Highlights of Japan's Sacred Trails on the Kii Peninsula
Japan 18.04.2018 David Abram
The Kii Peninsula – ‘Kii-hantō’ in Japanese – is a mountainous region southeast of Osaka that’s little explored by foreigners, but which boasts a fabulously wild, rocky coastline of pine-studded bays, and some beautiful pilgrimage sites nestled in ancient cedar forest. Emperors, pilgrims and pleasure seekers have since the 6th-century AD travelled to this remote area to visit to Kii’s ancient Shinto shrines and Buddhist temples, now protected as UNESCO World Heritage Sites.
Today, these sacred sites remain places of great spiritual significance for Japanese people. Most travel to the region on daytrips, but a more rewarding and memorable way to the reach the shrines of Kii is on foot, via a network of wonderful old paved pathways known as the ‘Kumano Kodo’.
Crossing forests of cedar and cypress, tea terraces, waterfalls, rivers and groves of mikan orange trees, the lichen-covered pathways offers a unique means for foreigners to experience traditional Japanese culture. Sleeping in traditional pilgrims’ lodges – or ‘shukobos’ – you get to attend early morning rituals in local monasteries, watch Shinto priests officiating at rituals dressed in traditional white robes, and generally experience this authentic vestige of old Japanese life from the inside.
Here’s a rundown of the Kumano Kodo’s main highlights. For more details on how these places may be tied into a more wide-ranging tour including Kyoto, browse our ‘Sacred Trails’ tour here
On the wooded slopes of Mt Dainichi, the Hongu Taisha Shrine is the pivotal point of the entire Kumano Kodo trail network and one of Japan’s most revered temples. It’s also a fine specimen of medieval Japanese architecture, made entirely of unfinished cypress wood intricately constructed without the use of nails. With their traditional upswept eaves, handsome bronze ornaments and shingles made from bark, the roofs are the shrine’s pride and joy, lending a delightfully natural feel to the complex.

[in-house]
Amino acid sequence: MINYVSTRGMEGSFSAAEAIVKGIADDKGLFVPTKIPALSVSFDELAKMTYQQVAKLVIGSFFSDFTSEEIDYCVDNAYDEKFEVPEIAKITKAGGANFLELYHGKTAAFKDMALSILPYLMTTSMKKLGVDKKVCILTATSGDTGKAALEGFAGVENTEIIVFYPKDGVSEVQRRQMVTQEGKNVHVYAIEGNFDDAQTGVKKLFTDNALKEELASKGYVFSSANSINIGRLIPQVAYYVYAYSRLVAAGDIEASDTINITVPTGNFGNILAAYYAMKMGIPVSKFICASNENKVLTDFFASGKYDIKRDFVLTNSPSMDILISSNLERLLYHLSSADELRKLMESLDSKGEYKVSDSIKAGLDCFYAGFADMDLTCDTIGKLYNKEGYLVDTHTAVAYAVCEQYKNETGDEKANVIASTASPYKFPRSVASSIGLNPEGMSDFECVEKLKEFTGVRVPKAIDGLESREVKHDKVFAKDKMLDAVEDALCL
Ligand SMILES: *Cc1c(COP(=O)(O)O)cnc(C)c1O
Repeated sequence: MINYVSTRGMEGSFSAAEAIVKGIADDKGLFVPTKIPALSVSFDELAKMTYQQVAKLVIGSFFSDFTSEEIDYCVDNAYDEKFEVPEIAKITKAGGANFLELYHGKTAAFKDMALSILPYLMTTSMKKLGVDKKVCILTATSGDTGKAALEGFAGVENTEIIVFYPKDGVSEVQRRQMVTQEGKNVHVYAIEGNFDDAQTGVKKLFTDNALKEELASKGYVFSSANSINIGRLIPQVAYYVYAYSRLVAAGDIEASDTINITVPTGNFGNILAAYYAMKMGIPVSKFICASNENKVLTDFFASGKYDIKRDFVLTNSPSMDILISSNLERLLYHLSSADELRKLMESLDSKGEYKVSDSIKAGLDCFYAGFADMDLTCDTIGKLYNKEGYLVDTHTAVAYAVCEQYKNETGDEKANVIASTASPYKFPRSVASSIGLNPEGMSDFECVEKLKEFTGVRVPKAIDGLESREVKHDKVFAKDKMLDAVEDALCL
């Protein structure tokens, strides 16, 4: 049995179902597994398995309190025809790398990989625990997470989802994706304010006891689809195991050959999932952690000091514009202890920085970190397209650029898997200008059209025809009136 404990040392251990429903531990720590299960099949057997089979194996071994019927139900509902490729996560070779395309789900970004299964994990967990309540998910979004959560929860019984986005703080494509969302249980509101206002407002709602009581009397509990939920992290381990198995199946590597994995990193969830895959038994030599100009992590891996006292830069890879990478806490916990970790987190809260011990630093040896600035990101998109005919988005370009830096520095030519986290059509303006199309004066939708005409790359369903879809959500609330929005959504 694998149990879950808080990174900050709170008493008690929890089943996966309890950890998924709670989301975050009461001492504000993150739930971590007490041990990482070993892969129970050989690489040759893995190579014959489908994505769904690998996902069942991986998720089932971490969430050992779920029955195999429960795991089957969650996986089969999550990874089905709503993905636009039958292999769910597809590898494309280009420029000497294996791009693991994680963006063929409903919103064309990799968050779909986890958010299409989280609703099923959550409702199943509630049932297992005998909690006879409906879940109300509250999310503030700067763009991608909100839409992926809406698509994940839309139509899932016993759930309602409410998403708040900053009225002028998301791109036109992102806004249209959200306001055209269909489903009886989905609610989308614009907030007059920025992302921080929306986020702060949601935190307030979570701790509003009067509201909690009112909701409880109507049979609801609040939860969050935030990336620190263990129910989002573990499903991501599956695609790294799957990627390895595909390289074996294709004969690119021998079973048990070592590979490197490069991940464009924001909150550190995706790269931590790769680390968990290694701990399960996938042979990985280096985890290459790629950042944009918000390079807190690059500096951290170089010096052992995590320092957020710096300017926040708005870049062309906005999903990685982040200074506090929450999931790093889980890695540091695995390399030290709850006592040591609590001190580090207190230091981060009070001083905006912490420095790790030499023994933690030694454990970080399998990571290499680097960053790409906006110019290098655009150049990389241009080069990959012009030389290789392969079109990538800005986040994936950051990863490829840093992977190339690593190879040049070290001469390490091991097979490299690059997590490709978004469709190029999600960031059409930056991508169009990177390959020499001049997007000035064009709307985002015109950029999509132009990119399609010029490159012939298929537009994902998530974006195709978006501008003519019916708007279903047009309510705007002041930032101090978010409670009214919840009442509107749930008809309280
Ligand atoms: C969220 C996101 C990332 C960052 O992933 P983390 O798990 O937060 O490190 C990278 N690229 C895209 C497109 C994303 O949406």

A kilometre away stands another of the region’s great sights: the mighty Oyunohara Torii – Japan’s largest ceremonial gateway. Its giant beams loom 34m (111ft) above the surrounding rice fields, marking the entrance to the sacred Kumano region.
One of the culminating points of the Kumano Kodo, the 3-storey, pagoda-roofed Seiganto-ji Temple is located close to the famous Nachi Falls. With its golden finial rising against a backdrop of forested mountains and white water plunging from the top of a 133-metre (436-feet) -high cliff, the shrine is an ethereal sight. Spend the night close by, and you can be here to witness the morning ritual performed by Shinto priests at the head of the falls, where the guardian kami spirit is believed to reside.
To reach the Nachi Taisha shrine, most pilgrims ascend the mountain via the famous Daimon-zaka – an ancient cobblestone pathway lined with camphor tress and groves of bamboo. The most photographed section (pictured) is a flight of 267 steps, leading to a pair of ancient Japanese cedars known as the ‘Meitosugi’ – or ‘husband and wife cedar trees’ – whose roots are entangled beneath the path. Visitors can rent beautiful Heian-period kimonos – a great photo opportunity!
‘Onsen’ – baths fed by geothermally heated spring water – offer the perfect way to ease those aches and pains after a day on the Kumano Kodo trails. Pilgrims also traditional take purificatory dips before beginning the day’s walk. One of the oldest and most famous places this happens is the Tsuboyu hot spring in the village of Yunomine, where trekkers bathe in readiness for the ascent of Mt Dainichi to the Hongu Taisha Shrine.
Boat rides on the Kumano-gawa River
No trip to the Kumano region is complete without a ride down the Kumano-gawa river valley in a traditional flat-bottomed boat. The sacred river winds through breath-taking scenery, of sheer cliffs and ancient forest. Passengers are required to wear conical hats made of rice straw, which contributes greatly to the old-world atmosphere of the experience.
The 90-minute rides end at the Hayatama Taisha Grand Shrine. Hayatama has a stately old bayberry tree in its grounds whose leaves pilgrims believe hold sacred powers. It is said that if you place one in your wallet you’ll never be short of cash, which explains why very few of them remain in reach! Located at the rivermouth on the coast, the area around Hayatama is renowned for its seafood, and at the nearby town of Shingu visitors can sample sublime prawn sashimi, accompanied by local sake.
For more information on the Kumano Kodo trails and how to tie a visit to the region into a more wide-ranging itinerary, contact our team of specialist consultants at TransIndus.